i agree with the duck here are you a coder and want to know how to check your home made software or do you relay mean checking all the software on your machine for buffer overflow exploits if so good luck i mean even if you had the source code for it it would take eons. From a programmers point of view every time you accept user input you need to check to see if they stay inside the limit of whatever your temporary storing their request in. Other wise you have a buffer overflow exploit.

    ok i am oversimplifying but still..

    if you clarify your question a bit maybe we can give you some more input.

  6. #6
    Senior Member Maestr0's Avatar
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    Overflows can be very easy to spot, or very difficult. The easy ones to spot are usually where the coder simply forgets to do any bounds checking when handling input, the hard ones may only be found by charting the program flow and analyzing all code segments which process user input, sometimes you have to follow the input through multiple chunks of code and diffrent paths of execution to find what you are looking for and whether your crafted input can reach the vulnerable code. For starters I would reccomend analyzing the code for any calls which are known to cause overflows such as all the printf family as well as the strcpy and its related functions. There are many tools which will automate this process for you, producing a log of a calls to vulnerable or suspect functions such as FlawFinder, Pscan, and TESOgcc (These are just a few linux based tools for starters which I mention because they are free but there are many more free and commercial tools available) These tools can greatly speed up identfying vulnerabilites in source but remember these tools can only do so much, and can easily miss more complex vunerabilities. Hope this helps out, if you would like more information just ask.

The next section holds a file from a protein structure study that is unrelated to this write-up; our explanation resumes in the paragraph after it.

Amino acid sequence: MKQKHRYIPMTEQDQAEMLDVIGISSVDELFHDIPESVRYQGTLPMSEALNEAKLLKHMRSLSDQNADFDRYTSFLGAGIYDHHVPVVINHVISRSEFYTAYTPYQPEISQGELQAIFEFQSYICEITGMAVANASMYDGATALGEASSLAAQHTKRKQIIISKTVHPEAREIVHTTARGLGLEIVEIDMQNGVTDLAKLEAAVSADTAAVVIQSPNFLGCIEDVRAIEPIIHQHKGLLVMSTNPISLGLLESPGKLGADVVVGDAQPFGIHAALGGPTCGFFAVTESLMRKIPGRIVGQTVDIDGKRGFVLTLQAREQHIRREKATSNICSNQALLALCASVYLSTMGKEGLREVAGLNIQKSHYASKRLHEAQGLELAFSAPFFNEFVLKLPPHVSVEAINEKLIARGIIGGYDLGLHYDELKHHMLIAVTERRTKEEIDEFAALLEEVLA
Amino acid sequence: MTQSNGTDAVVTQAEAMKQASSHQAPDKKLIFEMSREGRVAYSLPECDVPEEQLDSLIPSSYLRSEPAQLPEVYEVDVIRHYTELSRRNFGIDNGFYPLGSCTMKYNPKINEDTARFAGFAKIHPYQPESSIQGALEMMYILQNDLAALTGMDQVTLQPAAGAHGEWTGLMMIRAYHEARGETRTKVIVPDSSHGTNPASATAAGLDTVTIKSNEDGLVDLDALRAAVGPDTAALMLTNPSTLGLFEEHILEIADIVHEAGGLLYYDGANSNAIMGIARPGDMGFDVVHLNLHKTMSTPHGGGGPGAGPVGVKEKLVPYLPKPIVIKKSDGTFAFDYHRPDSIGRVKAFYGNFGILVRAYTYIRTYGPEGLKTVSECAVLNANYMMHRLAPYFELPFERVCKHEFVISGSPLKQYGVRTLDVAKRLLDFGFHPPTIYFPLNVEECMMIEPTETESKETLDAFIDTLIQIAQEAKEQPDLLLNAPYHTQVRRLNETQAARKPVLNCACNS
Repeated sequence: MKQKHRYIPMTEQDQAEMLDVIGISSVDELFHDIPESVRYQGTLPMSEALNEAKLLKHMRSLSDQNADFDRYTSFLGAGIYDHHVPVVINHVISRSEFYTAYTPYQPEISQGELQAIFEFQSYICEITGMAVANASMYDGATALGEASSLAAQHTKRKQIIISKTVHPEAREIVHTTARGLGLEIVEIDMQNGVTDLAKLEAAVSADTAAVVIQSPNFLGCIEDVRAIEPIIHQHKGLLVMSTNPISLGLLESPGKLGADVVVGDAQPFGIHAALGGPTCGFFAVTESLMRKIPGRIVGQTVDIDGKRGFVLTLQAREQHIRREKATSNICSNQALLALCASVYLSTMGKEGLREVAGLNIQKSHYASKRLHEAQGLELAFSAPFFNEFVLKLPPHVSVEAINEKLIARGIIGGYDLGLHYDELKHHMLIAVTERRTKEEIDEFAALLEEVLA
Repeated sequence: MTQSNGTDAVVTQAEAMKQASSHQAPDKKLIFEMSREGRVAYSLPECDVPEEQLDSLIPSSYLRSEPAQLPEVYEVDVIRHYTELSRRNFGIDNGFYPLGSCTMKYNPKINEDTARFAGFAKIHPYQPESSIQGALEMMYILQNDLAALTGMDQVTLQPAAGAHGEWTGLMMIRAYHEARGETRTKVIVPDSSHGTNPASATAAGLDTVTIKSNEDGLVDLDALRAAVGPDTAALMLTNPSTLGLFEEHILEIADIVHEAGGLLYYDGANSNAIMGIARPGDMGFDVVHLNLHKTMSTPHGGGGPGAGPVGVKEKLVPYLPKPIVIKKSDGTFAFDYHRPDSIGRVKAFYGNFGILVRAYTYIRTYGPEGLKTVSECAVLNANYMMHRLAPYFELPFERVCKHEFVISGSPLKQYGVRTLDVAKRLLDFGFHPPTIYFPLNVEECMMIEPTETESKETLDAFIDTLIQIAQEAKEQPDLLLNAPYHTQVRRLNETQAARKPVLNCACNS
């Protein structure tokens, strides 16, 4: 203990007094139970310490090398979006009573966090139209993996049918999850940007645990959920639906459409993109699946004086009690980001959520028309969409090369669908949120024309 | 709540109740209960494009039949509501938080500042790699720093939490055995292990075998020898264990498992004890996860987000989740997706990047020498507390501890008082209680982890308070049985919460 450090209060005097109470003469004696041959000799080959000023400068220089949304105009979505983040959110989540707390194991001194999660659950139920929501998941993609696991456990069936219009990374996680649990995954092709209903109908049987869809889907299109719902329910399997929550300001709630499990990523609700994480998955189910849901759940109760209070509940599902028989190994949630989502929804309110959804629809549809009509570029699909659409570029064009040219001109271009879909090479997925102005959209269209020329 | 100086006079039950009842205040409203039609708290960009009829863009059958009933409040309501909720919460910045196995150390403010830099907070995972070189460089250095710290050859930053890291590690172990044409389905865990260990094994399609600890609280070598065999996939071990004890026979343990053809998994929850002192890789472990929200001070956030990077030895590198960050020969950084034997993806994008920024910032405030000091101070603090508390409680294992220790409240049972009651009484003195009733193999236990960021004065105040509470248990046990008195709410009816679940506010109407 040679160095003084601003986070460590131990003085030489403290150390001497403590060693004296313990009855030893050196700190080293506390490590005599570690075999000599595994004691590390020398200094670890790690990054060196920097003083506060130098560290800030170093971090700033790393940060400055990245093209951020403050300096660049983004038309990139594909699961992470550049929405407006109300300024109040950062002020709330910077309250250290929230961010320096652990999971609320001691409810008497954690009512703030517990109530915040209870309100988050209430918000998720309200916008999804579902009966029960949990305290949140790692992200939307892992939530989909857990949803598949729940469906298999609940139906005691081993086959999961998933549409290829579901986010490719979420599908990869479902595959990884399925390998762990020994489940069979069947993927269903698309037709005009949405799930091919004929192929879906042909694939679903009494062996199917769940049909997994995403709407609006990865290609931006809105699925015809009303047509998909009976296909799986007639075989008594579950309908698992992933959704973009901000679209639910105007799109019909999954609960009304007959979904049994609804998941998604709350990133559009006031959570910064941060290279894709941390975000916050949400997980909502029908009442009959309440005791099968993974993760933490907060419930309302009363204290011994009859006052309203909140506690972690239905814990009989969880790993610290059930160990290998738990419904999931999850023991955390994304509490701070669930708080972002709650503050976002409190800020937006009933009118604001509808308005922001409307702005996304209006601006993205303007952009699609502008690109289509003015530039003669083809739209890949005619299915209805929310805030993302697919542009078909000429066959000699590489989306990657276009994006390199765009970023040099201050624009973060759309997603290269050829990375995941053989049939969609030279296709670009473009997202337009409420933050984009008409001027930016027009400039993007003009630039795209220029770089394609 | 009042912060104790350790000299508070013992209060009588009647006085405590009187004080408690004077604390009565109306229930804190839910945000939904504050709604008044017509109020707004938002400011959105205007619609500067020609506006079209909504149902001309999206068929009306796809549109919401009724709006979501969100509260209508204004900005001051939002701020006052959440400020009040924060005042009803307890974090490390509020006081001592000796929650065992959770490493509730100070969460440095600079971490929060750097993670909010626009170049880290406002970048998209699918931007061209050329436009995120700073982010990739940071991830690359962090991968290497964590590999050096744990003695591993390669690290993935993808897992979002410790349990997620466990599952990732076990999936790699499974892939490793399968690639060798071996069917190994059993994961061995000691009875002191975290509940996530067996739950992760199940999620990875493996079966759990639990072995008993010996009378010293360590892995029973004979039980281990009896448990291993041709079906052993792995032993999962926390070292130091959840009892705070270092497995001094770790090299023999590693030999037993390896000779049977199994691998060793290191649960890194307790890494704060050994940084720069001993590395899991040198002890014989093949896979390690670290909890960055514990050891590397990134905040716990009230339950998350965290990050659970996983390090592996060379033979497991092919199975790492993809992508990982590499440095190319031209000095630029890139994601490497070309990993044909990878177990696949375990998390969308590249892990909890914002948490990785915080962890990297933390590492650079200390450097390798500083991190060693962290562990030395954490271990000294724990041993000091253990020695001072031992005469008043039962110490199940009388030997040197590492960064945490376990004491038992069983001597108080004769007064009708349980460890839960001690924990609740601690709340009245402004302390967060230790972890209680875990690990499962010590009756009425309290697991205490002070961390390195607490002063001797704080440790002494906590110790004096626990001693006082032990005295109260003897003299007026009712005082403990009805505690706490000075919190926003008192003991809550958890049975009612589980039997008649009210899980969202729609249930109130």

-Maestr0
    \"If computers are to become smart enough to design their own successors, initiating a process that will lead to God-like omniscience after a number of ever swifter passages from one generation of computers to the next, someone is going to have to write the software that gets the process going, and humans have given absolutely no evidence of being able to write such software.\" -Jaron Lanier

  7. #7
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    maybe this will also contribute
    http://www.insecure.org/stf/mudge_bu..._tutorial.html

    it's an old article but covers most of the aspects and it's good reading

  8. #8
    AFLAAACKKK!!
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    ziploc, sometimes you hae to reply if you want some help lol. We asked you what kind of code are you checking for vulnerabilities. We need to know so we can help you out. If you dont reply how can we help you out. So far everyone is shooting in the dark .
    I am the uber duck!!1
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  9. #9
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    Create a post before you and your family goes on a little vacation and look what happens! I'm sorry to create any frustration, and I apologise for that!

    To further specify my question, I was more or less referring to anything developed in linux, like the kernel for example, or sendmail, anything related to linux that is constantly under going development. I would just like to try and contribute a bit to the open source world of linux =D

    Believe it or not but those replies have helped a ton! What a great site and I just want to say thanks =D!!